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A new NAHB publication available on the association’s website — “Climate Change, Density and Development” — takes a fact-based look at the state of research on the relationship between density and the production of greenhouse gases.
In recent years, global climate change has emerged as a highly charged and potentially polarizing issue. Federal, state and local governments, as well as private interest groups, are exploring ways to combat its presumed effects. Initial efforts focused primarily on improving energy efficiency through the adoption of green building ordinances and more stringent code requirements and increasing sources of renewable energy through planning and incentives.
The emphasis now is increasingly focused on reducing automobile emissions by reducing vehicle miles traveled, dictating patterns of development that will presumably decrease travel by car and increasing the use of public transit.
The assumption is that higher density development will give people better access to jobs, improve quality of life by reducing commute times and enhance affordability and health by enabling people to give up their cars and walk and bike more.
“These things sound good in theory, but the reality is much more complex,” said Jerry Howard, NAHB’s chief executive officer. “And there are some in the policy community who want to change the way we design our communities based on these theories. But these ideas are not based on real data or sound science.”
In an effort to better understand the effects of housing and residential construction on greenhouse gas (GHG) emissions, and to better inform evolving policies, NAHB conducted extensive research on a range of issues using data from the U.S. Department of Energy, the Bureau of the Census and other government agencies.
Topics explored included home energy usage, differences in energy usage between building types and the concept of embodied energy — the amount of energy used in manufacturing, transporting and installing the materials that go into a home.
NAHB also sought to learn more about the relationship between density and climate change and asked two highly regarded, impartial research organizations to review the state of knowledge and understanding on these complex issues.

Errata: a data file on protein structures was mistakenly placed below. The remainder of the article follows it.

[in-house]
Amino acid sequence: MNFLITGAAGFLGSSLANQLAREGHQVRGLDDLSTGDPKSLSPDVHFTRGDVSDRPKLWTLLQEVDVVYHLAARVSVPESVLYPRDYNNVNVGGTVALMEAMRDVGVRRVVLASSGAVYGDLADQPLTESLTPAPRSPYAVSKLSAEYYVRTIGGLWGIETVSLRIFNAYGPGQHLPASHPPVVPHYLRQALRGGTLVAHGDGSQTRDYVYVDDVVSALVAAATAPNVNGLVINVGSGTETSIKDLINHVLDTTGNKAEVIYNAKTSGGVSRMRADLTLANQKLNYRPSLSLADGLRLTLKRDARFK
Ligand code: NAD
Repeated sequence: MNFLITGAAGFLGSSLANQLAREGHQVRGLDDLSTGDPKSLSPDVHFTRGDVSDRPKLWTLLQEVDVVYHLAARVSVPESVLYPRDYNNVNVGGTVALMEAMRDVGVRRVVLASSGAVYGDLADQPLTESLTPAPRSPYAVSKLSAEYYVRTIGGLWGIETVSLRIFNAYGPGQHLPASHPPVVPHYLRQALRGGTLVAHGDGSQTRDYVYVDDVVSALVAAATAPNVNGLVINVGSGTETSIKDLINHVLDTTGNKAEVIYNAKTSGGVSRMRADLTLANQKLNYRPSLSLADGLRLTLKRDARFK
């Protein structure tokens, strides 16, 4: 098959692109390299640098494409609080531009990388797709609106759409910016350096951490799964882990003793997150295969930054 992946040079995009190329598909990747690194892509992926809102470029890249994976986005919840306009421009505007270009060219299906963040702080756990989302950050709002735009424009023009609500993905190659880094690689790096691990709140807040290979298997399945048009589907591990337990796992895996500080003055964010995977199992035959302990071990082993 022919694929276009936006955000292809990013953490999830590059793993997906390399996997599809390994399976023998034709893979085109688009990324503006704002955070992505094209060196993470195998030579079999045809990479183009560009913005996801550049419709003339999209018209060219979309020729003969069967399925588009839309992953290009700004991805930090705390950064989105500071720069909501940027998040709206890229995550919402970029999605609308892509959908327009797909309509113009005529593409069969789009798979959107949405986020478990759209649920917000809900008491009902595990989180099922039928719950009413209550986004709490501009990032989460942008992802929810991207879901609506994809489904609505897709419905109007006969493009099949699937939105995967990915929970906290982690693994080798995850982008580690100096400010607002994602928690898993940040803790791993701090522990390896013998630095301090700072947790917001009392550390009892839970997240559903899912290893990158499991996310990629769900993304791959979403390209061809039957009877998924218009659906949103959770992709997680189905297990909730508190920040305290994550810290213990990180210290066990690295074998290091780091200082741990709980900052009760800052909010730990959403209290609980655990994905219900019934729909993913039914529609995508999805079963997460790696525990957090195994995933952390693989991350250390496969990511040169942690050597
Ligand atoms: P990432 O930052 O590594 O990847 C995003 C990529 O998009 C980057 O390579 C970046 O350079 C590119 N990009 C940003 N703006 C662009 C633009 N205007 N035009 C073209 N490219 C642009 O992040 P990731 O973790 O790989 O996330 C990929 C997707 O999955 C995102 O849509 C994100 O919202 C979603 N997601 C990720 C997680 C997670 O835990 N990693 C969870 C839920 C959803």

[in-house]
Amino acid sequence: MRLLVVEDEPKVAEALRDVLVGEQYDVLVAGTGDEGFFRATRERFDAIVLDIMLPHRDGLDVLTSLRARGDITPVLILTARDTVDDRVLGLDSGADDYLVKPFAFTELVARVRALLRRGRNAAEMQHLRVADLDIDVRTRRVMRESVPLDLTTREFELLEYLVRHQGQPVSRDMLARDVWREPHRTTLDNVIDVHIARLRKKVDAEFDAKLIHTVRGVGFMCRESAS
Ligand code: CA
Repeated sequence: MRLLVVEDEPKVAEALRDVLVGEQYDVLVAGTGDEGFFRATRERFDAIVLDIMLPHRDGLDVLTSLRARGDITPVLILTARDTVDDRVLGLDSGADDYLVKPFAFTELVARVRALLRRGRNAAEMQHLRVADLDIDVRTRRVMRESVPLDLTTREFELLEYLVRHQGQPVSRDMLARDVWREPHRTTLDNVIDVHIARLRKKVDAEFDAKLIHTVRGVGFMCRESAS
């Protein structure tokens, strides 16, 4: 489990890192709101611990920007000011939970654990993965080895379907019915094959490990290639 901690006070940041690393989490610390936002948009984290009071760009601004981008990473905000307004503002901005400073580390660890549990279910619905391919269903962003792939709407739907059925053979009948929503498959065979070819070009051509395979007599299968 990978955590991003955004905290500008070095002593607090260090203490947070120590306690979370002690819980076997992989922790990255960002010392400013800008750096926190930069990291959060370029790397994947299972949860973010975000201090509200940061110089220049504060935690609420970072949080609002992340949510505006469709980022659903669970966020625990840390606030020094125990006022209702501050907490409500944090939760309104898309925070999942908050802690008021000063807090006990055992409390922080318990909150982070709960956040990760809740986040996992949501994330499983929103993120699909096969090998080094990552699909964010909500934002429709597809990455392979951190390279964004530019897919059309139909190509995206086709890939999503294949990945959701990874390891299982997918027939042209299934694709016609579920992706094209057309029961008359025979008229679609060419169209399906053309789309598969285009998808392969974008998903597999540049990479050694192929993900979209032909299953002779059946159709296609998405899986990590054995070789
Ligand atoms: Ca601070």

Abt Associates, a science and public-policy research firm based in Cambridge, Mass., and ECONorthwest, an economic consulting firm based in Eugene, Ore., conducted extensive reviews of existing research on density, land-use patterns, vehicle usage and GHG emissions and returned two separate reports.
The research reports from Abt Associates and ECONorthwest, as well as other analysis of climate change and related issues, can be found at www.nahb.org/climatechange.
It is clear from this research that caution must be taken as choices are made about the future of our homes and communities. Solutions that seem simple to some are instead complex and fraught with tradeoffs that make them far from ideal. A proposal that may solve one problem may generate new problems.
Decision makers also must be mindful of potential unintended consequences as they assess this complex web of issues. Finally, policymakers at all levels of government must seek to balance the full range of policy goals and cannot address climate change to the exclusion of other crucial concerns.
“The home builders are not against higher density development, but we do feel strongly that land use policy should be based on sound science,” Howard said. “Before we change the shape of our communities — before we change the way we live — let’s make sure the changes deliver tangible results.”
For more information about climate change and environmental policy, e-mail Susan Asmus at NAHB, or call her at 800-368-5242 x8538.
For more information about climate change and land use policy, contact Debra Bassert x8443.